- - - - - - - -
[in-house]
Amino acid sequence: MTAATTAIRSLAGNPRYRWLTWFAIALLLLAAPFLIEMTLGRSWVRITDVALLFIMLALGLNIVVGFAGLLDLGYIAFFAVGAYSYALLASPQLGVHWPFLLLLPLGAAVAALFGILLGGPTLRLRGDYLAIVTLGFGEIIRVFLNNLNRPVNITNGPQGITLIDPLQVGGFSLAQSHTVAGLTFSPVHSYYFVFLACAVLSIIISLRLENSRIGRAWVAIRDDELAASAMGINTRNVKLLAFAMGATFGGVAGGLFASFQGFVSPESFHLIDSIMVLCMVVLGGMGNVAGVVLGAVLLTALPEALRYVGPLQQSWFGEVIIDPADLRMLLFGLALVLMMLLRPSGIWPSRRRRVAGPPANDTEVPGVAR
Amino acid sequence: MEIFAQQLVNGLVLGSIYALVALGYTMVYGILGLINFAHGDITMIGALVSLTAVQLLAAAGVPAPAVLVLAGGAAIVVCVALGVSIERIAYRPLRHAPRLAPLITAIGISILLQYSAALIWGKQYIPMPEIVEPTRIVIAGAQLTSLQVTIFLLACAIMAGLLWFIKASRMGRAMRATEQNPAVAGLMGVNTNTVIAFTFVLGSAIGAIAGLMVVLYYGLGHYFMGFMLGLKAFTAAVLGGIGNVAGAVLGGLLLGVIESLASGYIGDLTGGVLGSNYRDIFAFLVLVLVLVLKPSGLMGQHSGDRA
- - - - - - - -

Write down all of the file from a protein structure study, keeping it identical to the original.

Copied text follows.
[in-house]
Amino acid sequence: MTAATTAIRSLAGNPRYRWLTWFAIALLLLAAPFLIEMTLGRSWVRITDVALLFIMLALGLNIVVGFAGLLDLGYIAFFAVGAYSYALLASPQLGVHWPFLLLLPLGAAVAALFGILLGGPTLRLRGDYLAIVTLGFGEIIRVFLNNLNRPVNITNGPQGITLIDPLQVGGFSLAQSHTVAGLTFSPVHSYYFVFLACAVLSIIISLRLENSRIGRAWVAIRDDELAASAMGINTRNVKLLAFAMGATFGGVAGGLFASFQGFVSPESFHLIDSIMVLCMVVLGGMGNVAGVVLGAVLLTALPEALRYVGPLQQSWFGEVIIDPADLRMLLFGLALVLMMLLRPSGIWPSRRRRVAGPPANDTEVPGVAR
Amino acid sequence: MEIFAQQLVNGLVLGSIYALVALGYTMVYGILGLINFAHGDITMIGALVSLTAVQLLAAAGVPAPAVLVLAGGAAIVVCVALGVSIERIAYRPLRHAPRLAPLITAIGISILLQYSAALIWGKQYIPMPEIVEPTRIVIAGAQLTSLQVTIFLLACAIMAGLLWFIKASRMGRAMRATEQNPAVAGLMGVNTNTVIAFTFVLGSAIGAIAGLMVVLYYGLGHYFMGFMLGLKAFTAAVLGGIGNVAGAVLGGLLLGVIESLASGYIGDLTGGVLGSNYRDIFAFLVLVLVLVLKPSGLMGQHSGDRA